Review: Scandalous Women

In her juicy 13th historical novel, Scandalous Women, Gill Paul (A Beautiful Rival) delves into the lives of bestselling authors Jackie Collins and Jacqueline Susann, both of whom received scathing criticism for writing frankly about sex and celebrating women's pleasure. Paul explores the highs and lows of both authors' careers, and weaves their stories together via Nancy White, a fictional editor who introduces them to each other.

Scandalous Women opens in 1965, as Jacqueline awaits news about the manuscript for her debut novel, Valley of the Dolls. Paul highlights Jacqueline's supportive relationship with her husband, Irving; her affection for her pampered poodle, Josephine; and her constant worry for her son with autism. Paul makes no secret of the fact that Jacqueline herself used the pills she wrote about in Valley of the Dolls, including "uppers" such as "dexies" (Dexedrine) and depressants such as sleeping pills, to cope with medical issues, emotional stress, and the pressures of fame.

Meanwhile, across the pond, young mother Jackie Collins is struggling with her husband's manic depression and its effects on their family life. Paul chronicles the end of their marriage, Jackie's subsequent decision to try writing fiction, and the success of her first novel, The World Is Full of Married Men. Paul shifts between the two authors' perspectives and that of Nancy, a naïve young Smith graduate who harbors ambitions for a publishing career. Nancy, stuck doing menial tasks for the condescending male editors at publishing house Bernard Geis, urges her superiors to publish Valley of the Dolls and is later responsible for bringing Jackie's books to the U.S. Jacqueline takes Nancy under her wing, giving her fashion and romantic advice, but also modeling for her a new kind of womanhood: bold, intelligent, and unafraid of female desire both in and out of the bedroom.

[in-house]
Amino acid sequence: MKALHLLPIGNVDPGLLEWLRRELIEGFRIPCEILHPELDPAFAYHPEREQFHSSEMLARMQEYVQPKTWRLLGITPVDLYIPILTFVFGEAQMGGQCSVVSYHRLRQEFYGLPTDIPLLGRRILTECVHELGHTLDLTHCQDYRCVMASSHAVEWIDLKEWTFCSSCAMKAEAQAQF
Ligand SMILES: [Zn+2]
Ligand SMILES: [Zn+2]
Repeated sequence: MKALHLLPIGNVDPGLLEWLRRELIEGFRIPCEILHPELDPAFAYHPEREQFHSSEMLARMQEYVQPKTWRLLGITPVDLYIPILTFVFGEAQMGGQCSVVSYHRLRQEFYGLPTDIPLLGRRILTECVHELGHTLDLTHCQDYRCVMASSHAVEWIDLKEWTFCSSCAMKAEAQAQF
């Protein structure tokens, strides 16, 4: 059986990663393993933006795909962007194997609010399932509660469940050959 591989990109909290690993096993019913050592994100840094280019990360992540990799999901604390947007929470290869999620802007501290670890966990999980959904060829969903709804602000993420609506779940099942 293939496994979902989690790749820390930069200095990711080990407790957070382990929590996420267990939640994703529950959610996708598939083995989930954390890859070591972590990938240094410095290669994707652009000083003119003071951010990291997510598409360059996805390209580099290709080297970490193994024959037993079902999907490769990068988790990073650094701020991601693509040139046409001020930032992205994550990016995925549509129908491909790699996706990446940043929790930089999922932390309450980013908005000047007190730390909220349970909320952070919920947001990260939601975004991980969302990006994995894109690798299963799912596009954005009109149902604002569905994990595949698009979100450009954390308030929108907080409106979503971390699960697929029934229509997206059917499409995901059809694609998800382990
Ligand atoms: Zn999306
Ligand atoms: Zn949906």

Although Paul spends considerable time on the sexist backlash both authors received after publishing their novels, she emphasizes her three protagonists' chutzpah, courage, and plain old grit. Despite cruel criticism from the male media machine, both women sold millions of books to a readership that hungered for their stories. Both Jackie and Jacqueline deal with illness and other personal issues as they continue to write racy, riveting bestsellers, and Nancy must navigate a delicate family situation as well as her complicated romantic life. But all three women, like the two authors' protagonists, ultimately believe they have a right to create their own lives and live them without apology. Scandalous Women raises a double-strength martini--with a twist--to their efforts to do just that. --Katie Noah Gibson, blogger at Cakes, Tea and Dreams

Shelf Talker: Gill Paul's juicy 13th novel dishes on the lives of provocative novelists Jackie Collins and Jacqueline Susann, and imagines the friendship they might have had.

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